Philip Davis tells the story of Bernard Malamud (1914-1986), the self-made son of poor Jewish immigrants who went on to become one of the foremost novelists and short-story writers of the post-war period. The time is ripe for a revival of interest in a man who at the peak of his success stood alongside Saul Bellow and Philip Roth in the ranks of Jewish American writers.
Nothing came easily to Malamud: his family was poor, his mother probably committed suicide when Malamud was 14, and his younger brother inherited her schizophrenia. Malamud did everything the second time round - re-using his life in his writing, even as he revised draft after draft. Davis's meticulous biography shows all that it meant for this man to be a writer in terms of both the uses of and the costs to his own life. It also restores Bernard Malamud's literary reputation as one of the great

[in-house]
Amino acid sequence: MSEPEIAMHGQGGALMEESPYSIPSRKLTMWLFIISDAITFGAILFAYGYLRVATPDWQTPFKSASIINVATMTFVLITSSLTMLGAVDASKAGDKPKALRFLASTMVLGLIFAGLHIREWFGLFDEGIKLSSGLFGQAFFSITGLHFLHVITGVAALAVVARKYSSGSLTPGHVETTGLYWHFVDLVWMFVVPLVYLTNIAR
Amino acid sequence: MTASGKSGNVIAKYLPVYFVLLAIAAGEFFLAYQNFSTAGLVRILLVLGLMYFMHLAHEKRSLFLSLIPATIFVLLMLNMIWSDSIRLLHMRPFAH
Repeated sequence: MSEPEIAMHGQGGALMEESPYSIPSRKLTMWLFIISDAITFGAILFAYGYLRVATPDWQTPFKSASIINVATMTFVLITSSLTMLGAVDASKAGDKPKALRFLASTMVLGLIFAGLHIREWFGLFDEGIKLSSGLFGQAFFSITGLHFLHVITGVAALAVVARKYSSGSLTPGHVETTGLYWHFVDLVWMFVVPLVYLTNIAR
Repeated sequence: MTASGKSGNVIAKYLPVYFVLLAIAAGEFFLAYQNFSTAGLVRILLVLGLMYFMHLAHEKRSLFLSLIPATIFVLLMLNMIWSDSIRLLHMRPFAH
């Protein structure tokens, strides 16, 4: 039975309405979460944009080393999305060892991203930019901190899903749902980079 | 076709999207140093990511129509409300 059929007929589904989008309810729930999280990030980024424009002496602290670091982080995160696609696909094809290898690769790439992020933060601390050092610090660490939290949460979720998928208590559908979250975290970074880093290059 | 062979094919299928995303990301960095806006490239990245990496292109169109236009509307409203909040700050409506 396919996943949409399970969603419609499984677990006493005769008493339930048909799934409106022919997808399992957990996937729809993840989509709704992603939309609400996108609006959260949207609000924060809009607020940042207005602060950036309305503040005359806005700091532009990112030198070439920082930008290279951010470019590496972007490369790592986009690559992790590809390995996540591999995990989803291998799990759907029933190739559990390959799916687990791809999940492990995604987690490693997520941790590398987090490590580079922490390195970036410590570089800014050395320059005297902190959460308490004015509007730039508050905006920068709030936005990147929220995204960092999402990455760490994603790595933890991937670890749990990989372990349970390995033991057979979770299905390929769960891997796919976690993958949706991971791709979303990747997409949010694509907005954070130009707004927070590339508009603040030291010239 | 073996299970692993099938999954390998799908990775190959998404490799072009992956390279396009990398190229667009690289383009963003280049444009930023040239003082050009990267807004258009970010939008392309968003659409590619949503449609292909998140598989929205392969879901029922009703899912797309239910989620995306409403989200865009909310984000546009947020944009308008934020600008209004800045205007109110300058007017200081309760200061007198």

original voices of his generation, a writer of superb subtlety and clarity.
Bernard Malamud: A Writer's Life benefits from Philip Davis's exclusive interviews with family, friends, and colleagues, unfettered access to private journals and letters, and detailed analysis of Malamud's working methods through the examination of hitherto unresearched manuscripts. It is very much a writer's life. It is also the story of a struggling emotional man, using an extraordinary but long-worked-for gift, in order to give meaning to ordinary human life.
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Published September 13, 2007
by OUP Oxford.
Biographies & Memoirs, Literature & Fiction, History, Education & Reference.